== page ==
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Wayne Trotman reads a book looking at how teachers can improve their students’ vocabulary learning.

How Vocabulary is Learned
By Stuart Webb and Paul Nation
Oxford Handbooks for Language Teachers

You might be asking if there’s a need for yet another book dealing with vocabulary learning. However, as the authors point out, there is still a lack of clarity over the best way to learn lexis, despite a recent surge of research in this area. Around 30 per cent of the research into vocabulary in the last 100 years has been carried out since 2001.

The aim of this book is to introduce the reader to major issues involved in teaching and learning words and phrases, and where possible to provide recent research evidence. No particular approach is stressed, but there’s an emphasis on a balance of practical tasks and suitable programme design. Each chapter includes a number of activities along with questions for further discussion and suggestions for further reading. As such, this title would be a tremendous resource on initial training courses.

The first chapter looks at the value of different words for learning, and deals with which items to focus on. It points out how and why learning high-frequency words can contribute more to a learner’s progress than low-frequency words. It points out that identifying the frequency levels of words is crucial, although it is not difficult to locate such data these days thanks to online word lists. Chapter two – ‘The Learning Burden’ – illustrates how there is much to learn about individual words. It points out how, through encountering the same item again and again, its form, meaning and use will become apparent to the learner.

Chapter three looks at the number of words learned in both the learner’s first language (L1) and the second (L2), and considers the differences between incidental acquisition and deliberate learning.

Chapter four focuses on how to create the complex conditions that contribute to vocabulary learning through various activities that current course books already tend to include. The key points here are noticing, repetition, attention and retrieval.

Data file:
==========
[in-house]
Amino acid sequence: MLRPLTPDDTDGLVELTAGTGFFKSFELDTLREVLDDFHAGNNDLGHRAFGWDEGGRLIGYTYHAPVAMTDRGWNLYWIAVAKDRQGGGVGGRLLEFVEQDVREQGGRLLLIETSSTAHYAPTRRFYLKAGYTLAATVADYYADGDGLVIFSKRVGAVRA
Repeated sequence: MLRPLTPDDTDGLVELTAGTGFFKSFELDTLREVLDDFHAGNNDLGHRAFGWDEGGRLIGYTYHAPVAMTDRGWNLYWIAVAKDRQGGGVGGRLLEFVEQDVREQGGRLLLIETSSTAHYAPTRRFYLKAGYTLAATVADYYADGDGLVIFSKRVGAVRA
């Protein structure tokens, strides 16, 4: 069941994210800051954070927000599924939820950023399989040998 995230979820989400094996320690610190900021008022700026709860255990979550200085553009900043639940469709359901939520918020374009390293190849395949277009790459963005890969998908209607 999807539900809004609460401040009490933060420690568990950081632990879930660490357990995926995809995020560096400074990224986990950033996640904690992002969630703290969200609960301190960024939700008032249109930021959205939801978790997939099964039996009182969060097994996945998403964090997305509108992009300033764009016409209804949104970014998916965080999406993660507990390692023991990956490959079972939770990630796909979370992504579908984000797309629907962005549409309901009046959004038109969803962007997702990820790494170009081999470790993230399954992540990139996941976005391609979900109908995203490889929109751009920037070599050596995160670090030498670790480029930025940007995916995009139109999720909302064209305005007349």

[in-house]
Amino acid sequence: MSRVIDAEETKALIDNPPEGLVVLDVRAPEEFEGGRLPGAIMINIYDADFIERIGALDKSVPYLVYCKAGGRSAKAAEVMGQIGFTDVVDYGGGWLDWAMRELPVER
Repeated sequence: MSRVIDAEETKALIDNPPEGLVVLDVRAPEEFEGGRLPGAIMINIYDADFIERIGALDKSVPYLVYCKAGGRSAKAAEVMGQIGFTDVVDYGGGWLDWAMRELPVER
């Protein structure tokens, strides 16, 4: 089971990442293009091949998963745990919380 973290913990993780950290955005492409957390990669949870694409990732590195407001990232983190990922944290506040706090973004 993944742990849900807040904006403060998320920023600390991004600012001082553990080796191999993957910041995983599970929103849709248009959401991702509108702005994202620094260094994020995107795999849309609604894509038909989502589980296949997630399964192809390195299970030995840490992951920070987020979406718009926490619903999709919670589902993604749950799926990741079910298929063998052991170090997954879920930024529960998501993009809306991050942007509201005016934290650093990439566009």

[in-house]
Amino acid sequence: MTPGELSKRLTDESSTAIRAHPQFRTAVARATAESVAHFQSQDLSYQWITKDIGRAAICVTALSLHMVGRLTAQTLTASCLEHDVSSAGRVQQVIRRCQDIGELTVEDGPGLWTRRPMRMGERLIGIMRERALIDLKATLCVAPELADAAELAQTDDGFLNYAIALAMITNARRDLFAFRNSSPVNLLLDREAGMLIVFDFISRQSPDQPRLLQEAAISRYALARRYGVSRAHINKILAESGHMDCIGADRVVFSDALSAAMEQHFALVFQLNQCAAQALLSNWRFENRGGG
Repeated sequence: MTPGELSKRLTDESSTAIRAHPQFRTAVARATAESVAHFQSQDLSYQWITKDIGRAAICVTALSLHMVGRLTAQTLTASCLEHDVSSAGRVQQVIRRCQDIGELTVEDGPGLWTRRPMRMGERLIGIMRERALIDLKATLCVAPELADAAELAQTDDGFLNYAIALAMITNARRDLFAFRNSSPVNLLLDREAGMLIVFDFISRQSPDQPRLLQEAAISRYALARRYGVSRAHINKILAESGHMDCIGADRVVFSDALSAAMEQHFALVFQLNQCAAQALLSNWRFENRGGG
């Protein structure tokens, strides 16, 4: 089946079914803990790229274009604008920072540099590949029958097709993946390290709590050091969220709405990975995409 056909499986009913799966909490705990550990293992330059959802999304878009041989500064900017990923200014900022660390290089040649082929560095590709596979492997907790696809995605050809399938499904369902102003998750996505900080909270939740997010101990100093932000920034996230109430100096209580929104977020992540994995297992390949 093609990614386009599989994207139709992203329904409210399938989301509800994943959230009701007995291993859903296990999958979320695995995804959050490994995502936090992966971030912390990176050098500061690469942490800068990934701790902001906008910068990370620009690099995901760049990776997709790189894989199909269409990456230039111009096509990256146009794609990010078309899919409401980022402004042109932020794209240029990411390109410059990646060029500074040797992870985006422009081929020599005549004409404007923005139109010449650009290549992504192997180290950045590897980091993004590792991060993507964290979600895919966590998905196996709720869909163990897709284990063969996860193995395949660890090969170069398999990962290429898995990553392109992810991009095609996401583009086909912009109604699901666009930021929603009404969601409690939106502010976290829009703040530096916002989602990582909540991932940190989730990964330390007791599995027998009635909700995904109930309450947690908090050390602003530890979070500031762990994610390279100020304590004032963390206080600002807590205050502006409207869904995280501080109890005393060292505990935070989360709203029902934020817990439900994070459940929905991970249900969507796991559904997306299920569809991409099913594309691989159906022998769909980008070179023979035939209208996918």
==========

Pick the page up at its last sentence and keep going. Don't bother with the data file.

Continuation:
Chapter five further analyses vocabulary-learning activities, locating the principles behind them. The emphasis here is on activities covering the four skills, including tasks on extensive listening, classification, information transfer and guessing from context. Chapter six looks at the effect of learning in various contexts, and how the proficiency or ages of students affects vocabulary acquisition and retention. It also provides helpful advice for teaching classes with differing sizes and those at different levels.

Chapter seven outlines the need for autonomy among learners, and how they can be taught strategies to enable them to become effective and efficient vocabulary learners when away from the classroom.

Chapter eight looks at creating a principled and balanced programme for vocabulary learning, while chapter nine looks at resources. It highlights research that supports their use, and provides guidelines on how such resources might be selected. A close look at the bibliography reveals how much the authors have worked at the cutting edge of research into teaching and learning vocabulary. This factor is apparent throughout the book. They revisit questions previously asked but till now were never properly answered. Perhaps most importantly, they pose and address new ones for us all to consider.

Wayne Trotman is a teacher educator at Izmir Katip Çelebi University, Izmir, Turkey.